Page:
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Converting the BCH Minitrains Plymouth to DCC

Described here is how I converted a BCH Plymouth to DCC. The goal was to avoid drilling and milling, and still keep the shell and chassis as separate parts without any disturbing wires between the lamp circuit in the ceiling and the chassis.

Please keep in mind that this will probably void the warranty of both the loco and the decoder.

First preparation was to fix the brass wipers on the inside of the cab with CA, then they were tapered a bit to avoid the strips to bend when you put the shell on the chassis.

Next is to find a place for the decoder. I used a Digitrax DZ125 which was a perfect fit in the “pocket” on the side of the cab after some trimming. You will need to cut off some of the shrink tube in both ends for a good fit.
Be careful so you don’t cut the wires or PCB.

You could also remove the shrink tube completely, but that would make the decoder more fragile.

The decoder was glued with contact cement to the chassis, and allowed to dry.

Maybe the worst part is to isolate the motor from the chassis.

It can be lifted out by inserting a small screwdriver at the rear end and carefully jacking the motor up. You may have to do this from both ends of the motor. Be very careful as the clips in the chassis can easily break. This applies when reinserting the motor too.

The gray and orange leads were cut to length, and a small length of shrink tube was entered on the leads.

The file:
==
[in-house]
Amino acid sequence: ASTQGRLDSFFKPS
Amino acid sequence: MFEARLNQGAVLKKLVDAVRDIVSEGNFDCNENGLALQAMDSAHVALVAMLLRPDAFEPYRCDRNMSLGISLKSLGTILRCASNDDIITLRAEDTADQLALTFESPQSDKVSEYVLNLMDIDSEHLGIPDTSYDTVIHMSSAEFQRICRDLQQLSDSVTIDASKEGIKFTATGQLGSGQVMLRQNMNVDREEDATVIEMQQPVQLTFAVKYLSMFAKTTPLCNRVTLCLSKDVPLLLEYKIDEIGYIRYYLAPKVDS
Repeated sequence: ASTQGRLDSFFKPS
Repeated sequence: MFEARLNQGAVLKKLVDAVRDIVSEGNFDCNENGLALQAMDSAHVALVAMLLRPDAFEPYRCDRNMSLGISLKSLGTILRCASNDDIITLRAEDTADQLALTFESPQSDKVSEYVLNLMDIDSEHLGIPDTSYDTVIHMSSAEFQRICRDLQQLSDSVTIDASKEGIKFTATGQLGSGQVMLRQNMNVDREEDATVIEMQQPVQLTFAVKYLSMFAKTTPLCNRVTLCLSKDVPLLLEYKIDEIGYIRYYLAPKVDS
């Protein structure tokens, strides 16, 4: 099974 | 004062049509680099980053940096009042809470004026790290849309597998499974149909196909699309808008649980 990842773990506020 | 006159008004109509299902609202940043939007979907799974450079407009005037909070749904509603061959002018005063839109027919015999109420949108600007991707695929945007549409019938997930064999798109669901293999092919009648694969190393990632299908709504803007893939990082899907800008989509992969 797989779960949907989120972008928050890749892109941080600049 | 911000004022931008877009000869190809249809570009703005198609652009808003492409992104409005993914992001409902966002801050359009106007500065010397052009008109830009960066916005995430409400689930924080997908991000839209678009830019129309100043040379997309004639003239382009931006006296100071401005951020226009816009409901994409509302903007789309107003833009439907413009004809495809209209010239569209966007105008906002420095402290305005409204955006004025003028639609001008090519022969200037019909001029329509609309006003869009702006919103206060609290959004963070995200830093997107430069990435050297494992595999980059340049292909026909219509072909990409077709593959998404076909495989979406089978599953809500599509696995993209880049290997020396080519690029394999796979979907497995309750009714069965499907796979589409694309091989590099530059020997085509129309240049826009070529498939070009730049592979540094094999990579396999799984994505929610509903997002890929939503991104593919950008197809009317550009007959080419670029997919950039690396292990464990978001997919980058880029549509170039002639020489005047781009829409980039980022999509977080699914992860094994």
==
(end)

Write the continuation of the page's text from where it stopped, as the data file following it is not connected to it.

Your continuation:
Note that the grey wire goes to the bottom side of the motor.

Then the tabs on the motor were twisted in position, and the leads were soldered to the tabs. Finally the heat shrink tubes were put in place and carefully warmed up a bit with the soldering iron. Do not use a lighter or torch, as you could melt parts of the motor.

Before replacing the motor, the lower connection should be flattened a bit with a small plier to make room for the extra wire. You could also skip the heat shrink tube and use some isolating tape instead.

Then carefully replace the motor, this is best done after removing the capacitor located under the white tape at the front of the cassis. Be careful so you don’t break the clips, and check the motor and clips for proper alignment after it is seated.

You may have to adjust the motor a bit from side to side so that the gray wire is not making the motor to cause any binding.

Next comes the pickup for the decoder. I chose to use the same method that is originally used for the headlight.
I glued some 0.1mm brass pickups at the rear end of the chassis that were soldered to the black and red wires from the decoder.

Make a slight bump on the pickups so there is proper contact when the cab is replaced.

Another method could be drilling and threading holes for screws in the chassis, but that would involve more tools.

Luckily the headlight accepts full voltage with any polarity, so the connection is simple without any resistor or polarity considerations.

For connections to the headlight, I first isolated the outer parts of the rear of the chassis with some electrical tape.
Then I soldered some thin strips of 0.05mm brass to the blue and white wires from the decoder.
The strips were then glued to the isolated parts of the chassis.

For now, the wires are a crow’s nest, but maybe some paint and glazing could do the trick. The wires could also be
shortened some more.

And finally, time for a break. Everything works smooth and quiet, and there is no noticeable humming from the motor, but it gets a bit warmer from the pwm signal.


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